Wanted: A few good board members
The High Country News Board of Directors and several staff members met in late September in Reno, Nev. They approved a new budget and discussed everything from HCN's editorial coverage and the new technologies shaping the media industry to the composition of the board itself; currently, it has 10 members and is actively looking for a few new -- and passionate -- Westerners with skills in new media, marketing and fundraising. Please feel free to contact Executive Director Paul Larmer (firstname.lastname@example.org) to suggest nominees. The meeting took on a more somber tone when the news spread of a major crash at the National Championship Air Races held just outside town. Despite the tragedy, the community of HCN readers put on a splendid potluck at San Rafael Regional Park, where several dozen folks regaled staff and board with local history, story ideas and some pointed criticisms, while enjoying some tasty regional fare, including green chile casserole and "icky" beer from Great Basin Brewing Company (named after Nevada's official state fossil, the ichthyosaur).
Taking notice of "Accidental Wilderness"
David Wolman's HCN feature "Accidental Wilderness" just received recognition from the 2011 Knight-Risser Prize for Western Environmental Journalism. The May 17, 2010, story got one of two "Special Recognition" awards for its "first-person exploration and contemplation of an amazing re-generation around some of the U.S. government's most contaminated nuclear sites." Congratulations, David!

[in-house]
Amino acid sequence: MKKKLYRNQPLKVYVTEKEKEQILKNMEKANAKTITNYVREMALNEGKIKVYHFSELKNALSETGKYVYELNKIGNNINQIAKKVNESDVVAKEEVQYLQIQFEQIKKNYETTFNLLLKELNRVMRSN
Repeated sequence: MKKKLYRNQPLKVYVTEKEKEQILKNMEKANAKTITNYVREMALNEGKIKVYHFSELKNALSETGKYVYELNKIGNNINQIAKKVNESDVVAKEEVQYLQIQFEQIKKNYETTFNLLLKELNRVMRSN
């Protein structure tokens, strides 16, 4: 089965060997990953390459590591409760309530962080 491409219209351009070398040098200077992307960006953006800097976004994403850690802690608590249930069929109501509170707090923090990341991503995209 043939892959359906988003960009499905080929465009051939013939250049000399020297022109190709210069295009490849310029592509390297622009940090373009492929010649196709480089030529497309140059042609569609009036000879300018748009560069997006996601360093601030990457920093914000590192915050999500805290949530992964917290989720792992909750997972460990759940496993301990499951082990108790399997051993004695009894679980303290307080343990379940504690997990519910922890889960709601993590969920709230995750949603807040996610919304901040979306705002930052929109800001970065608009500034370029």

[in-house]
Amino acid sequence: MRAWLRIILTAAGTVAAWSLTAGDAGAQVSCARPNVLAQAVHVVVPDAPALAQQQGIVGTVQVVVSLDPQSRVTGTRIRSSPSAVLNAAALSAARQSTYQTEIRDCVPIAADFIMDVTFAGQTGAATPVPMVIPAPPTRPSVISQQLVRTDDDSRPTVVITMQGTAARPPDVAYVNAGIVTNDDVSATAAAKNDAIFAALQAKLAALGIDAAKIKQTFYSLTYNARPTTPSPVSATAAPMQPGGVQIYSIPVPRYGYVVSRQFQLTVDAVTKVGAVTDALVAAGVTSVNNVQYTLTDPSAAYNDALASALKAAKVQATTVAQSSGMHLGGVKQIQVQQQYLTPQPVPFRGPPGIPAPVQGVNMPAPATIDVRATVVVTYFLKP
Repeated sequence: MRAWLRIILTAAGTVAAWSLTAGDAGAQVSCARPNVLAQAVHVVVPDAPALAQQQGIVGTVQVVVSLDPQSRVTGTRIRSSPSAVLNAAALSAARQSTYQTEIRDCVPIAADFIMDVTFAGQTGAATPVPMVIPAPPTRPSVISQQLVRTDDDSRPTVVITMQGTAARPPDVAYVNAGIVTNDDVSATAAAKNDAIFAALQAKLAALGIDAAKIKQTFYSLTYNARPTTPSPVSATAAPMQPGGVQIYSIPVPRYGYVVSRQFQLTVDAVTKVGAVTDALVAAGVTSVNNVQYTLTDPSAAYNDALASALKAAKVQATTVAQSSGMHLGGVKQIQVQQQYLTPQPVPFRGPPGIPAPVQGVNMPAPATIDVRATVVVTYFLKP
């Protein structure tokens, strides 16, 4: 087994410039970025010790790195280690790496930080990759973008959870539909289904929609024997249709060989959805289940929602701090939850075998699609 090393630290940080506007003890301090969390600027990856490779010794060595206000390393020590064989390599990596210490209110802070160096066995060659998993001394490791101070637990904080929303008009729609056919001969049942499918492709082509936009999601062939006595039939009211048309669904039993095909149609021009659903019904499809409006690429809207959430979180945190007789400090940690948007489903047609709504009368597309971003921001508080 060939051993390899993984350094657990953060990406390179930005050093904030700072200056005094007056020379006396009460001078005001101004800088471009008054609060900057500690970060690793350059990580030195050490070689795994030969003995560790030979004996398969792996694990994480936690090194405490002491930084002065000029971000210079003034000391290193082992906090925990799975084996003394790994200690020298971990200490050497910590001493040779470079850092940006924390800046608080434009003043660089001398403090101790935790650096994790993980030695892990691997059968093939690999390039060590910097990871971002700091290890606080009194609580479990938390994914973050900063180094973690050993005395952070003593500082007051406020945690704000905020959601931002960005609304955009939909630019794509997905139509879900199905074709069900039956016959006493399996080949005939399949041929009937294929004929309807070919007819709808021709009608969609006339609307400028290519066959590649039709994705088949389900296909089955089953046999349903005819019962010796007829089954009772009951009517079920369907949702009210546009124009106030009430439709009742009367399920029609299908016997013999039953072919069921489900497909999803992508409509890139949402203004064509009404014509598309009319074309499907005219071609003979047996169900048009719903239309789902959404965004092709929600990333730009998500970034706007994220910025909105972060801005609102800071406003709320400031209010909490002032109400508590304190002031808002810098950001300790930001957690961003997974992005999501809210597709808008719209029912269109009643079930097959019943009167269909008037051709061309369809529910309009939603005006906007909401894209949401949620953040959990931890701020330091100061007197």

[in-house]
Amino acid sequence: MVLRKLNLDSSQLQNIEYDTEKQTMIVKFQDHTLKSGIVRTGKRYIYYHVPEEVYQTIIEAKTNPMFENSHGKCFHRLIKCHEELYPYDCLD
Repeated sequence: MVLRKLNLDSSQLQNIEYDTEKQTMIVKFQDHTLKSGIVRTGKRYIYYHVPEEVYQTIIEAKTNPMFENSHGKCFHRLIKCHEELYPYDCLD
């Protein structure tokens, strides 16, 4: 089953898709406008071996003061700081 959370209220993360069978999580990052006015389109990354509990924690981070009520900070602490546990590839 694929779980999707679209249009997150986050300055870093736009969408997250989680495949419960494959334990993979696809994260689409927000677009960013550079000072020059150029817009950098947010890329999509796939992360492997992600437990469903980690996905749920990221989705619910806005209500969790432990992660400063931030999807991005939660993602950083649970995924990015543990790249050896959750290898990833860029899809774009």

More grist for the mill
Former editor-in-chief Greg Hanscom (who held various positions at HCN between '96 and '06) is now in Seattle, Wash., as special projects editor for Grist.org. Grist, founded by Chip Giller, who interned at HCN in fall 1994, serves up environmental news and commentary with wry humor. Greg will be in charge of Grist's urban sustainability coverage (which he describes as "biking, urban farming, mass transit, green building/redevelopment, etc."). He was also on the city beat at his most recent gig, in Baltimore as editor of Urbanite. Welcome back to the West, Greg!
Farewell to A Great Fighter
Elouise Cobell, the Blackfeet banker who in July won a historic settlement for Indian landowners cheated by the federal government, died of cancer Oct. 16 in Great Falls, Mont. She was 65. Cobell v. Salazar represented a half-million Indians from 150 tribes; it alleged that the Bureau of Indian Affairs owed them more than $170 billion for royalties for oil and gas development, logging and grazing on their lands that it had collected over the past century but not distributed. The 15-year case resulted in one of the nation's largest class-action settlements, $3.4 billion. "I spent a lifetime trying to get justice," Cobell told HCN writer Paul VanDevelder after the decision. For her work, she received many awards, including a MacArthur "genius" grant in 1997 and an International Women's Forum award in 2002, and was nominated for the Congressional Gold Medal this summer. "When it came to standing up for Indian rights she was a fighter like none other, but she was also someone who could rise above the divisions everyone likes to exploit to bring diverse people together for the good of the land, for her people, and most of all for future generations," writes Jamie Williams of The Nature Conservancy, who worked with Cobell on the creation of an Indian land trust.